SUZUKA, Japan -- Sebastian Vettel added his name to a select list on Sunday, finishing third at the Japanese Grand Prix to become the youngest of the nine drivers who have won consecutive Formula One titles.
Vettel needed just one point to wrap up the title or for Button to not win the race. The 15 points the German earned for third were more than enough to make him the sport's youngest two-title winner at age 24.
"We've had a long year, a fantastic year," Vettel said. "Today's race was difficult. We weren't as fast as we wanted to be on the soft tires and it was difficult as we lost two positions but it was a strong result today to win the championships and I want to thank the team."
Vettel joins some of the greats of the sport in having won consecutive championships: Alberto Ascari, Juan Manuel Fangio, Jack Brabham, Alain Prost, Ayrton Senna, Michael Schumacher, Mika Hakkinen and Alonso.
The German's voice cracked as he spoke over the radio to team boss Christian Horner on his way back to the pits after the race, but when he got there he was all smiles, running to the outside of the pit wall where he was mobbed by his team in jubilant celebrations.
Vettel briefly challenged Alonso for second with 10 laps to go, but didn't want to take any risks knowing he had the championship wrapped up with a third-place finish. He finished 2.006 seconds behind Button.
At the start of the race Vettel and Button nearly collided on the run to the first corner. Vettel got a slightly tardy start and cut hard to his right to block Button, who was forced to slow and put wheels on the grass to avoid contact.
Button could be heard over his team radio saying "He's (Vettel) got to get a penalty for that," but stewards reviewed the video and elected not to punish the Red Bull driver.
After the race, as the top three drivers prepared to walk out on the podium, Button asked Vettel, "didn't you see me at the start?" Vettel said he was within his rights to defend his position because he was ahead, not beside Button.
Vettel said he had no intention of putting Button in danger.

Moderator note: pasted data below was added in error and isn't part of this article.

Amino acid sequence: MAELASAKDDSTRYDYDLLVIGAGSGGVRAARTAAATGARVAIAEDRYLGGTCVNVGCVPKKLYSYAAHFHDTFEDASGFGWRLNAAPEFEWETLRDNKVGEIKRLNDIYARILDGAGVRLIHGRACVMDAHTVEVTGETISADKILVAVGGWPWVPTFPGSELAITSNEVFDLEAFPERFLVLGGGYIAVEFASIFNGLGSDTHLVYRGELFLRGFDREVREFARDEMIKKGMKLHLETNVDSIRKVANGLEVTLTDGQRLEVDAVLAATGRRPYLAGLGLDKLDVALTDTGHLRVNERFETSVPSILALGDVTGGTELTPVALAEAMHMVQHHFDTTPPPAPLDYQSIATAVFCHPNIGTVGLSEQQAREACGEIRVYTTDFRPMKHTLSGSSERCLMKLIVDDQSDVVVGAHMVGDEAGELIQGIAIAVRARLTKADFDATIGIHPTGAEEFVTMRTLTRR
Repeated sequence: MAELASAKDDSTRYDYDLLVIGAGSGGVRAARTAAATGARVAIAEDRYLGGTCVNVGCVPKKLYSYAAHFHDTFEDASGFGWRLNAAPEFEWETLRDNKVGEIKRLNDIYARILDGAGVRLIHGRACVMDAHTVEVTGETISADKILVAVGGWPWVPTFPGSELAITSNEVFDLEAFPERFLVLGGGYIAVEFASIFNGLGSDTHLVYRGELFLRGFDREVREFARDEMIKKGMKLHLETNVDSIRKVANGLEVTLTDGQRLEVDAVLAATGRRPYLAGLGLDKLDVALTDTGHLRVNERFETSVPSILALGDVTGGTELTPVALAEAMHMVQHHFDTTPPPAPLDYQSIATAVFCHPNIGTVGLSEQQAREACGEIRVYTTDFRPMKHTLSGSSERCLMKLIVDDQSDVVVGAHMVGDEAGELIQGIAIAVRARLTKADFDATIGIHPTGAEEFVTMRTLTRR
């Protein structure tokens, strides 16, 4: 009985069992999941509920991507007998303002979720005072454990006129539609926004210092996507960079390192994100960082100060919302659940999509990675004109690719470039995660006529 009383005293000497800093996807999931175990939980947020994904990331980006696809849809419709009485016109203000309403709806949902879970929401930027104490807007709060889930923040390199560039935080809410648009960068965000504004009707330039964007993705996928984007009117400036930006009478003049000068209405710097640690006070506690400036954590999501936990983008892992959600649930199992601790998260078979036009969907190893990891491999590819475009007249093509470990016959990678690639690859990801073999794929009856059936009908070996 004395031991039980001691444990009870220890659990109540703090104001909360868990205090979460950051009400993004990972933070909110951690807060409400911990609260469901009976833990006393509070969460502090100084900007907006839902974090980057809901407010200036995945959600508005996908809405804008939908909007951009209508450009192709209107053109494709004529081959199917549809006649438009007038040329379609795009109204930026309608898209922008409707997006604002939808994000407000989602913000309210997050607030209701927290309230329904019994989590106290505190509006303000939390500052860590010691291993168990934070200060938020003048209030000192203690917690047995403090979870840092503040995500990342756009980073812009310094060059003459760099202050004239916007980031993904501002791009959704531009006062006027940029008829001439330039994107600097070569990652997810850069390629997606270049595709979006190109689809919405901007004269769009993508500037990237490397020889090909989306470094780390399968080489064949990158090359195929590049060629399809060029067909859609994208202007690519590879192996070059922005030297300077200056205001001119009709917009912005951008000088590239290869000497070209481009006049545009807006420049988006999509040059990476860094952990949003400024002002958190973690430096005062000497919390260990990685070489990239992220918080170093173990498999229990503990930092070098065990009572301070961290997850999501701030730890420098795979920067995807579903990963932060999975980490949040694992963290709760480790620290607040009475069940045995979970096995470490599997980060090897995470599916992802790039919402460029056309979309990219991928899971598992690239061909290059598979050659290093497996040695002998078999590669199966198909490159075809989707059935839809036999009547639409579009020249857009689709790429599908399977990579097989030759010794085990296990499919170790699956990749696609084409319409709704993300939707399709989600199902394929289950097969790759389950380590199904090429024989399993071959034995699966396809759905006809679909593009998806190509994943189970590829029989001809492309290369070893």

"Obviously, as I said, I didn't want to put him in danger," Vettel said. "But I think we have to race each other hard."
Vettel held the lead until the second round of pit stops after lap 20 when Button got out ahead, and led Vettel, Alonso and Webber for rest of the race.
"This circuit is very special," Button said. "We love this place and it was great to get a win here. I want to thank the team. The improvements that they did to the car were impeccable."
Vettel, who won last year's championship in the last race of the year, compared that victory with wrapping up the title with four races remaining.
"The funny thing this year is that next week there is the next race so it's a bit difficult to understand," Vettel said. "Last year after the checkered flag it was all over, there was a long period of time when you weren't in the car again so it's a bit different this year."
Vettel's home town of Heppenheim became "Vettelheim" for the day as thousands of the driver's fans gathered in front of giant screens to watch the race.
Celebrations were marked by champagne showers, a procession of honking cars, fireworks and 100 liters of free beer, as flag-waving revelers from around Germany joined the town's 25,000 inhabitants.
Despite focusing on the eurozone's debt crisis, German Chancellor Angela Merkel added her congratulations from Berlin.
"I'm happy and I congratulate Sebastian Vettel on his win," Merkel said.
The ongoing feud between McLaren's Lewis Hamilton and Ferrari's Felipe Massa resurfaced in Sunday's race. The drivers made contact at the chicane when Hamilton cut in front of Massa. Minor parts were sent flying as the front tires of both cars made contact.
The two had a collision at the Singapore Grand Prix two weeks earlier when Ferrari's Massa lashed out at Hamilton, saying the McLaren driver endangered other drivers with reckless driving. Race officials investigated the incident but no further action was taken.